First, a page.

Thanks for tuning in! Now go forth and data!

Michelle Stinson Ross on Twitter Cards: The Basics Everyone Should Know

MichelleFor some folks Twitter Cards are as confusing as can be, so we thought we would reach out to Michelle Stinson Ross, Social Marketing Manager at, and get some clarity. Check out the Q&A below.

Also, Michelle will be speaking at SMX Social in the “Up Close With Twitter Cards“, November 20th at 2:00pm. If you are attending be sure to check out her session and be sure to get some great ideas from her.

What are Twitter Cards, how are they used and why should businesses care?

Basically, the short answer is, Twitter cards are a multimedia value added tweet. They can be used to build email lists, drive web traffic, or facilitate app downloads. Brands and businesses need to care because the cards aid with the heavy lifting of click through.

Do businesses need a professional developer to set up Twitter Cards?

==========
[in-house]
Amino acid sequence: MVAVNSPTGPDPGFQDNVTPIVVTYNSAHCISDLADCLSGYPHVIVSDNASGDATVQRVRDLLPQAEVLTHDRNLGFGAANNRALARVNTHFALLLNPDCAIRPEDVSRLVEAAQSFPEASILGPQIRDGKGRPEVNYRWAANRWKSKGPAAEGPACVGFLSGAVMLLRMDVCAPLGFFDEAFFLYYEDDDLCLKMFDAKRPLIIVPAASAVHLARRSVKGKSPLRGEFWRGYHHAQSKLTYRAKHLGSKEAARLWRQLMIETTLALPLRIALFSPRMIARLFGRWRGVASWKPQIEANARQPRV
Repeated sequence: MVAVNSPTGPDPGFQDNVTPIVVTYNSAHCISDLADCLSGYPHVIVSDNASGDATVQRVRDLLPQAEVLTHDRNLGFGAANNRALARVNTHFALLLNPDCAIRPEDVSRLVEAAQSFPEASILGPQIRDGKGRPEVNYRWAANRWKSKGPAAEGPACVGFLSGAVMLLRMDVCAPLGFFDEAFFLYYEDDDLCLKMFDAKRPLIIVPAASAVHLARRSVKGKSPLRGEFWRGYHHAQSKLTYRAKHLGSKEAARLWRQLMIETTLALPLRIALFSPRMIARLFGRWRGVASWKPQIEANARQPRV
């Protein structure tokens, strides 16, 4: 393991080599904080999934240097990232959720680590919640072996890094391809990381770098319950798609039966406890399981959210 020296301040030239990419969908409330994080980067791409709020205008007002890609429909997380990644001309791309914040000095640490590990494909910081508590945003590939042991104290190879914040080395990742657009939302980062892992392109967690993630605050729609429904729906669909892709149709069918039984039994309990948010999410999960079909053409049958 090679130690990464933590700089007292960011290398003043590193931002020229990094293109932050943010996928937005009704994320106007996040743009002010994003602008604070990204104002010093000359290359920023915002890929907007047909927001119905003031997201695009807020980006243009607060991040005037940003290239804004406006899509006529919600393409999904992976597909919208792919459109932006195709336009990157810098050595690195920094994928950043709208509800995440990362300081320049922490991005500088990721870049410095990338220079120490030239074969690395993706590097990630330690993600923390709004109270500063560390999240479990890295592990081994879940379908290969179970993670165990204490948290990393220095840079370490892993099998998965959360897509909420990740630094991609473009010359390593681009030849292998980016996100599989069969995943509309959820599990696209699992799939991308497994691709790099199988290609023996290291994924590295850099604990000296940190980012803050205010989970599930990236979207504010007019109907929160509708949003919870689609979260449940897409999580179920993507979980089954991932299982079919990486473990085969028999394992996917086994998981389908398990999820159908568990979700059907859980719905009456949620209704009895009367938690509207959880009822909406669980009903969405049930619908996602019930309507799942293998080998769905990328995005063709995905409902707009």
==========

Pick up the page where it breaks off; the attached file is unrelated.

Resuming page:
There are two different routes you can take with Twitter cards. One of them does require a little help from your webmaster to add the proper mark-ups to your web site. Before you get too deep into this option be sure to read up on the information Twitter has for developers. If you have a site that is very photo and multi-media rich, this is an option you need to seriously consider.

However, there is a DIY option within the Twitter Ads environment that doesn’t require any coding to use. These cards are great if you want to make your tweets stand out with a visual and not lose clicks to people simply expanding a photo that you shared with a tweet.

Can you explain the different kinds of cards and tell us which are your favorites?